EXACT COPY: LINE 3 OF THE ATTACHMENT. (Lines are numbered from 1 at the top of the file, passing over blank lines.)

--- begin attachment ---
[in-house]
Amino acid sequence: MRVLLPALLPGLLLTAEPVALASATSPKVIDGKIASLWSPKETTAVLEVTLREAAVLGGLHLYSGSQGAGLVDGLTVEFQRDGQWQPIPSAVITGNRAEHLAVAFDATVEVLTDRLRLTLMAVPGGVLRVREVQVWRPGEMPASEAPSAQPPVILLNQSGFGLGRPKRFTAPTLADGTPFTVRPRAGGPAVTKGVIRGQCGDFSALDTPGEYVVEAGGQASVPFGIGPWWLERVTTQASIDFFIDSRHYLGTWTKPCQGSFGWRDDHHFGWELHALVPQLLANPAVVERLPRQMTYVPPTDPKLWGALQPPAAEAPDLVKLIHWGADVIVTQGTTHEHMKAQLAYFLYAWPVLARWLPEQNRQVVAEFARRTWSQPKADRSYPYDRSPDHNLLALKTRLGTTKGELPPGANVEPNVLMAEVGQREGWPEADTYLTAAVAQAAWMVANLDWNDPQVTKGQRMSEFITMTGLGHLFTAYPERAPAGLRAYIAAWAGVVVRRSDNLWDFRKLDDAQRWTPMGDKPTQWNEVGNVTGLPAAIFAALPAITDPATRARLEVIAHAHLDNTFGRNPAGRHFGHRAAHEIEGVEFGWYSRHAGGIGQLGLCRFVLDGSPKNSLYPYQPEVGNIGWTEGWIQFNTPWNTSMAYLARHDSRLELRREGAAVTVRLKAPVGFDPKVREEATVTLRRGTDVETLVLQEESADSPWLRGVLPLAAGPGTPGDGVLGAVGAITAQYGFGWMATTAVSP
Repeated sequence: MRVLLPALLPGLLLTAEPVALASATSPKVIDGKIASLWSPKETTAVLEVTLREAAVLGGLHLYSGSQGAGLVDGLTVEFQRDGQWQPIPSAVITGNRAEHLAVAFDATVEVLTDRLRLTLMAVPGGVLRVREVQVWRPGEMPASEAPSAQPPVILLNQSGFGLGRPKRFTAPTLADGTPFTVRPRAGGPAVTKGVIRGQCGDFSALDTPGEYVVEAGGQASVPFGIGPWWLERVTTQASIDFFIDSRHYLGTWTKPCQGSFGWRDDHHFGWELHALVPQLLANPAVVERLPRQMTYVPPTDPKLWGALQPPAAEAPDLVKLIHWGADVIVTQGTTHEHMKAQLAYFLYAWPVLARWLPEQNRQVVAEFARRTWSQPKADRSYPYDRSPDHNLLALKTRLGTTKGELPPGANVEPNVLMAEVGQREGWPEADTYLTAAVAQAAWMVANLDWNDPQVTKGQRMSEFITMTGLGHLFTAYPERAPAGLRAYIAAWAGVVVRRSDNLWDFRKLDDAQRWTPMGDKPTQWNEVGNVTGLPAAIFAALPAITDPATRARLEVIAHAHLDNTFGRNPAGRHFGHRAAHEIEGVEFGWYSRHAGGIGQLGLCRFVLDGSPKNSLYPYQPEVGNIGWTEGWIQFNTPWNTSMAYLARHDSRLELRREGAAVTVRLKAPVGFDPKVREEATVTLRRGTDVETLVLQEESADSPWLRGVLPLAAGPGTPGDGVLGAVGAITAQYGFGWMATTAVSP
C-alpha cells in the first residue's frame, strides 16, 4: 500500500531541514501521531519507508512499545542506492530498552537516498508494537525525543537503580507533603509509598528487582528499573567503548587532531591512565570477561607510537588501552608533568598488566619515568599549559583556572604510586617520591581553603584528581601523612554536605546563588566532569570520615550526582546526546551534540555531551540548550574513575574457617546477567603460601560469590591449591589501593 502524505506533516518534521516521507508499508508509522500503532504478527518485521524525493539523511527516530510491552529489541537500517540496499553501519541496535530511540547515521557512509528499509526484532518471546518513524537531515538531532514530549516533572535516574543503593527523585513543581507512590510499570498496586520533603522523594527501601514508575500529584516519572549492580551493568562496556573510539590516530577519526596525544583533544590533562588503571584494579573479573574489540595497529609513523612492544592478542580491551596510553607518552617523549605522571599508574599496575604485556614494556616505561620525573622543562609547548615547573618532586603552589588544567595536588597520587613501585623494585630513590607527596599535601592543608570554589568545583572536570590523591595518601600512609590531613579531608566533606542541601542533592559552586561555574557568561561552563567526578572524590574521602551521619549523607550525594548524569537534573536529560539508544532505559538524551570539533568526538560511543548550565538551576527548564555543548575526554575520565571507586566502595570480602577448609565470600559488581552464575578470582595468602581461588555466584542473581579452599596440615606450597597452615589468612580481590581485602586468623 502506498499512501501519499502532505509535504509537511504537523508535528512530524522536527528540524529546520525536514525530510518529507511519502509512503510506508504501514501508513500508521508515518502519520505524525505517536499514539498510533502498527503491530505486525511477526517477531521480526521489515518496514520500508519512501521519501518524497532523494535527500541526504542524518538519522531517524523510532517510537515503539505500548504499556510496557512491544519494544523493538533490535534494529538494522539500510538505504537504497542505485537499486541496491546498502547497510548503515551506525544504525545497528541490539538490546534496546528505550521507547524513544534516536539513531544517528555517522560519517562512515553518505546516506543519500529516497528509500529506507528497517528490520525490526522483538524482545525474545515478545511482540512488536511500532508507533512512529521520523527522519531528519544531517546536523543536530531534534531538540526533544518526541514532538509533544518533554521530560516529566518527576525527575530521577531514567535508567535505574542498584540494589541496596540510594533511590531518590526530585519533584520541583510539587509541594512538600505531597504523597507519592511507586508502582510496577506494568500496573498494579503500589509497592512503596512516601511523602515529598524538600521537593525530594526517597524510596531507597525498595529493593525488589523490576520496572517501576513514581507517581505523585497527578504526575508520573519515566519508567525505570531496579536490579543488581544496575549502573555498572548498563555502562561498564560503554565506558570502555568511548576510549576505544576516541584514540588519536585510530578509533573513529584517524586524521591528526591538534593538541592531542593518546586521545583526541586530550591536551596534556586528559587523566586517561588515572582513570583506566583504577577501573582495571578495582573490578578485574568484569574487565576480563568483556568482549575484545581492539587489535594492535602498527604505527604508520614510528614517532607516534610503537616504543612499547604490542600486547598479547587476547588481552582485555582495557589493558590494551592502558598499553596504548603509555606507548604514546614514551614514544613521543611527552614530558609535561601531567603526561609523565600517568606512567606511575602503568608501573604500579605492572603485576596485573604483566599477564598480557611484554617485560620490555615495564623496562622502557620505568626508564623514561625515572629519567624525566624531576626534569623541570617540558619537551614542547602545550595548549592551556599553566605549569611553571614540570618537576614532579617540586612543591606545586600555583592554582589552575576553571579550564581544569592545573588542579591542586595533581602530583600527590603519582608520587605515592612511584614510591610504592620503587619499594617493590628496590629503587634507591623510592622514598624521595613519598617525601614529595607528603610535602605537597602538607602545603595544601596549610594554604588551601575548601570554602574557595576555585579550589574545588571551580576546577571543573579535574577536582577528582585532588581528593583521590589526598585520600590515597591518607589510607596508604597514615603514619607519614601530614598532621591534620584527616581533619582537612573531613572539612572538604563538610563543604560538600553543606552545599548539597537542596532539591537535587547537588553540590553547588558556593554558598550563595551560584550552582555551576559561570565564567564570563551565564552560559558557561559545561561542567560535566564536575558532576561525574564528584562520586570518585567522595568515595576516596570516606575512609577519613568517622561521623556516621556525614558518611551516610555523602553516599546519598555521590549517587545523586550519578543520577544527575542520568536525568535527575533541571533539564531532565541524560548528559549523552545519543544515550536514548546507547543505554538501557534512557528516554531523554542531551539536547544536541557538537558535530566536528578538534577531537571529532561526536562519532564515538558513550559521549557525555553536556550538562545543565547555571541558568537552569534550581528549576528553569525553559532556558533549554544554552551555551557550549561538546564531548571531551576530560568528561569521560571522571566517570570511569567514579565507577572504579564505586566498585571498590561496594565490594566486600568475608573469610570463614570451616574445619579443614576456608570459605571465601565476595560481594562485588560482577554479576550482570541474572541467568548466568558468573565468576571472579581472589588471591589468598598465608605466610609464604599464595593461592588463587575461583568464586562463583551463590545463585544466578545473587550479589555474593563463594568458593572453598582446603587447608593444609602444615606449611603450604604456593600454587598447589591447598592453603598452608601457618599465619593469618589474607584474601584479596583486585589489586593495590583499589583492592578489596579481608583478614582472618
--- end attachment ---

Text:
Repeated sequence: MRVLLPALLPGLLLTAEPVALASATSPKVIDGKIASLWSPKETTAVLEVTLREAAVLGGLHLYSGSQGAGLVDGLTVEFQRDGQWQPIPSAVITGNRAEHLAVAFDATVEVLTDRLRLTLMAVPGGVLRVREVQVWRPGEMPASEAPSAQPPVILLNQSGFGLGRPKRFTAPTLADGTPFTVRPRAGGPAVTKGVIRGQCGDFSALDTPGEYVVEAGGQASVPFGIGPWWLERVTTQASIDFFIDSRHYLGTWTKPCQGSFGWRDDHHFGWELHALVPQLLANPAVVERLPRQMTYVPPTDPKLWGALQPPAAEAPDLVKLIHWGADVIVTQGTTHEHMKAQLAYFLYAWPVLARWLPEQNRQVVAEFARRTWSQPKADRSYPYDRSPDHNLLALKTRLGTTKGELPPGANVEPNVLMAEVGQREGWPEADTYLTAAVAQAAWMVANLDWNDPQVTKGQRMSEFITMTGLGHLFTAYPERAPAGLRAYIAAWAGVVVRRSDNLWDFRKLDDAQRWTPMGDKPTQWNEVGNVTGLPAAIFAALPAITDPATRARLEVIAHAHLDNTFGRNPAGRHFGHRAAHEIEGVEFGWYSRHAGGIGQLGLCRFVLDGSPKNSLYPYQPEVGNIGWTEGWIQFNTPWNTSMAYLARHDSRLELRREGAAVTVRLKAPVGFDPKVREEATVTLRRGTDVETLVLQEESADSPWLRGVLPLAAGPGTPGDGVLGAVGAITAQYGFGWMATTAVSP